USS MULLINNIX DD-944

The Sinking of the USS Liscome Bay
CVE-56      





USS Liscome Bay CVE-56



Liscome Bay (CVE-56), a Casablanca-class escort carrier, was laid down 9 December 1942 by Kaiser Shipbuilding Co., Vancouver, Washington, under a Maritime Commission contract; launched 19 April 1943; sponsored by Mrs. Ben Moreell; named Liscome Bay after a section of Alaska’s rugged coast on 28 June 1943; re-designated CVE-56 15 July 1943; acquired by the Navy and commissioned 7 August 1943, Capt. I. D. Wilstie in command.

After training operations along the west coast, Liscome Bay departed San Diego 21 October 1943. One week later as part of CarDiv 24 (Fifth Fleet), Liscome Bay departed Pearl Harbor on 10 November attached to TF 52, Northern Attack Force, under Rear Adm. Richard K. Turner, bound for the invasion of Gilbert Islands (Operation GALVANIC). As it turned out, this was to be her first and last battle mission. Aircraft (Air Support Group 52.3 commanded by Rear Adm. H. M. Mullinnix) from Liscome Bay participated in the operations to liberate both Tarawa and Makin Islands. Her aircraft (Air Support Group 52.3) supported operations ashore between 20-23 November 1943.




USS Liscome Bay CVE56


The destroyers and other ships guarded their "baby flattops" as their planes pounded Makin in a dawn pre-invasion attack 20 Nov 1943. For the next 3 days, torpedo bombers and fighters from Air Support Group 52.3 supported Major General Ralph C. Smith's 27th Infantry Division as it struggled to take Makin. Thousands of bombs and countless rounds from the guns on these planes smashed Japanese troop concentrations, gun emplacements, and shore installations on the beleaguered island.

The invasion bombardment announcing America’s first major thrust into the central Pacific began on this 20th day of November at 0500, and 76 battle-filled hours later, Tarawas and Makin Islands were captured. Liscome Bay’s aircraft played their part well in the 2,278 action sorties provided by Mullinnix’s carrier based planes which neutralized enemy airbases, supported landings and ground operations in powerful bombing-strafing missions, and intercepted enemy raids.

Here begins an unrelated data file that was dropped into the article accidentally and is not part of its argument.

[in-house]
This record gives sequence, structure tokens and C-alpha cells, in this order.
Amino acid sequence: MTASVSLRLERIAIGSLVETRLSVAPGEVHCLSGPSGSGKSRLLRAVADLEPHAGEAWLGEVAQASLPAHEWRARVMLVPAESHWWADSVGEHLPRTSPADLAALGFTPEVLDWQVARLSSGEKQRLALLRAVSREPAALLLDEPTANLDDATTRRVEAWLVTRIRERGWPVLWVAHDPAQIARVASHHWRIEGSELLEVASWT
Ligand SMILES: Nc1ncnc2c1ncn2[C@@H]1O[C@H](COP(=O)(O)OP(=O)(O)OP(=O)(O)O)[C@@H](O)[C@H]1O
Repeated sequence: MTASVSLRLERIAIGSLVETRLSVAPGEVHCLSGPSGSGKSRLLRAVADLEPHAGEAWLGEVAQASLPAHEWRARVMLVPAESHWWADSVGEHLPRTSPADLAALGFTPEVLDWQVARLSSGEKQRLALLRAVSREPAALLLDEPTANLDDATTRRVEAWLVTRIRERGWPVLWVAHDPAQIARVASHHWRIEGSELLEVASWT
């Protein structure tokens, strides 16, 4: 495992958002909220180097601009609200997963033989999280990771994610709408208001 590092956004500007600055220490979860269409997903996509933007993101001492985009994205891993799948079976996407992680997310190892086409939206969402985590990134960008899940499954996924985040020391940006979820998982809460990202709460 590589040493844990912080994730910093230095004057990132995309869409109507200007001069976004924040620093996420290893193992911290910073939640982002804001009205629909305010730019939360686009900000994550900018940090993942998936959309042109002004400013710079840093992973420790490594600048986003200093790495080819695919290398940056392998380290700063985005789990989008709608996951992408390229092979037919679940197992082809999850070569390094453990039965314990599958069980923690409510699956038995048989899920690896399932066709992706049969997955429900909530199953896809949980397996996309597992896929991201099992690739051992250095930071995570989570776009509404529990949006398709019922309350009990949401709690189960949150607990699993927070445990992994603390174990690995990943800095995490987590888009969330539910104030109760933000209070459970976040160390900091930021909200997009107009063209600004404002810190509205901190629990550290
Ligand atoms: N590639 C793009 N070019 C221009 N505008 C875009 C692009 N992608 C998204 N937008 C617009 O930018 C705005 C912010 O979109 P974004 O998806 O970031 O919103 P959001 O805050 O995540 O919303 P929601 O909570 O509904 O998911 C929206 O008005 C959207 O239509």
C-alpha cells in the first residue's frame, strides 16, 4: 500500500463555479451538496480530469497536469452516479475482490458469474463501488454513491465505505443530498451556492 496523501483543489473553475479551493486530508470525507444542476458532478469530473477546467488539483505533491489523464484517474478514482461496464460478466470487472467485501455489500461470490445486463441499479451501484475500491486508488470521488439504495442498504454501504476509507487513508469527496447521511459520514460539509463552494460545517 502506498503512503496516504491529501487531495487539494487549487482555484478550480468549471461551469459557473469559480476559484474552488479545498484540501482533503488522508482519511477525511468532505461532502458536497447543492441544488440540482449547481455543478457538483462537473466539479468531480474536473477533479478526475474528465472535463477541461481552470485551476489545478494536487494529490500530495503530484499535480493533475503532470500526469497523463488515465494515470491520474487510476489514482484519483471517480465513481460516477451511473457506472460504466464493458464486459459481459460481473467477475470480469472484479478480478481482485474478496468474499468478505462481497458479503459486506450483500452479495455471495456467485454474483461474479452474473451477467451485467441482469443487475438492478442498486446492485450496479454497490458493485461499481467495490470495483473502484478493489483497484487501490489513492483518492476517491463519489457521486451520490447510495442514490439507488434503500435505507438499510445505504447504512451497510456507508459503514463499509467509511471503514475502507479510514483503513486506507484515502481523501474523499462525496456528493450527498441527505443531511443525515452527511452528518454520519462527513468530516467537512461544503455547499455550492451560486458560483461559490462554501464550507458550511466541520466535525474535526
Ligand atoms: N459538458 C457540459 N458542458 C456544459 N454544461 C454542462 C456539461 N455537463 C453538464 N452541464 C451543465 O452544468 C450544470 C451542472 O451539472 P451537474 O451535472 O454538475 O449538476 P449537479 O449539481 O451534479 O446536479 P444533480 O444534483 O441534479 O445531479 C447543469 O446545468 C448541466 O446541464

On 23 November, the Japanese submarine I-175, commanded by Cmdr. Sunao Tabata, arrived off Makin from Truk. She had been ordered to "proceed to Makin at flank speed!"




Japanese Submarine I-175


The temporary task group, included battleships New Mexico and Mississippi, Cruiser Baltimore, 7 destroyers (USS Hoel DD533, along with USS Morris, USS Franks, USS Hughes and others), and minesweeper USS Revenge, was built around Rear Adm. H. M. Mullinnix’s three escort carriers, Liscome Bay, USS Coral Sea (CVE-57) and Corregidor (CVE-58) commanded by Rear Adm. Robert M. Griffin in USS New Mexico (BB-40) was steaming 20 miles southwest of Butaritari Island at 15 knots.

At dawn, I-175 is spotted by the USS New Mexico BB-40 with her SG radar, but dives in time. At 0430, 24 November 1943, reveille was made in Liscombe Bay. The ship went to routine general quarters at 0505 as flight crews prepared their planes for dawn launchings.

At 0510, Cdr Tabata fires four (4) torpedoes at the carrier Liscome Bay. There was no warning of a submarine in the area until about 0510 when a lookout shouted: "here comes a torpedo!" It struck near the starboard side abaft the after engine room with a shattering roar. A second major detonation (aircraft bomb magazine) closely followed the first, the entire interior burst into flames as the stern of the carrier disintegrates. The thin skinned Liscome Bay was carrying 200,000 pounds of bombs, which all exploded in masse. The battleship New Mexico, 1500 yards away, was showered with fragments of burning deck and fiery shards of metal. 5000 yards away, the USS Maury was splattered with clothing, etc.

Sailors on board the USS Hoel saw smoke and flame rise at least a thousand feet when the torpedo ripped into Liscome Bay and detonated her bomb magazine.